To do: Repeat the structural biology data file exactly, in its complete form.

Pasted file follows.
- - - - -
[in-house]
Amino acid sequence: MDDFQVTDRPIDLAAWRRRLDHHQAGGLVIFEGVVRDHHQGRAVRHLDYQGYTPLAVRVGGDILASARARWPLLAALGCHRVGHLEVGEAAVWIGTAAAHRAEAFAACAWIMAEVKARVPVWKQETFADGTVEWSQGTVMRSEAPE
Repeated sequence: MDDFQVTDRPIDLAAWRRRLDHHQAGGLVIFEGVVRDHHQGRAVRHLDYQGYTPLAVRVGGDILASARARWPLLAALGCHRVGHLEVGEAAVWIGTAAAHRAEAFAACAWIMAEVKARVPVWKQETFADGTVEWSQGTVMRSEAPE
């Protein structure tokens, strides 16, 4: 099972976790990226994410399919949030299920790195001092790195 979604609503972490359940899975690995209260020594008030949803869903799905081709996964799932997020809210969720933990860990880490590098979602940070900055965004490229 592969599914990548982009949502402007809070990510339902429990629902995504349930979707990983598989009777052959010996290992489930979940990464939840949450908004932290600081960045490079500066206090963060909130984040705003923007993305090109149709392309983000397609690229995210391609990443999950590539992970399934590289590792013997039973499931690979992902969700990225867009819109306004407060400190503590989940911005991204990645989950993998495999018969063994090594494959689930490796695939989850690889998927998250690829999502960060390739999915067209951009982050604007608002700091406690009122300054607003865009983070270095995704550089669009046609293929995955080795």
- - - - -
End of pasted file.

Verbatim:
[in-house]
Amino acid sequence: MDDFQVTDRPIDLAAWRRRLDHHQAGGLVIFEGVVRDHHQGRAVRHLDYQGYTPLAVRVGGDILASARARWPLLAALGCHRVGHLEVGEAAVWIGTAAAHRAEAFAACAWIMAEVKARVPVWKQETFADGTVEWSQGTVMRSEAPE
Repeated sequence: MDDFQVTDRPIDLAAWRRRLDHHQAGGLVIFEGVVRDHHQGRAVRHLDYQGYTPLAVRVGGDILASARARWPLLAALGCHRVGHLEVGEAAVWIGTAAAHRAEAFAACAWIMAEVKARVPVWKQETFADGTVEWSQGTVMRSEAPE
């Protein structure tokens, strides 16, 4: 099972976790990226994410399919949030299920790195001092790195 979604609503972490359940899975690995209260020594008030949803869903799905081709996964799932997020809210969720933990860990880490590098979602940070900055965004490229 592969599914990548982009949502402007809070990510339902429990629902995504349930979707990983598989009777052959010996290992489930979940990464939840949450908004932290600081960045490079500066206090963060909130984040705003923007993305090109149709392309983000397609690229995210391609990443999950590539992970399934590289590792013997039973499931690979992902969700990225867009819109306004407060400190503590989940911005991204990645989950993998495999018969063994090594494959689930490796695939989850690889998927998250690829999502960060390739999915067209951009982050604007608002700091406690009122300054607003865009983070270095995704550089669009046609293929995955080795």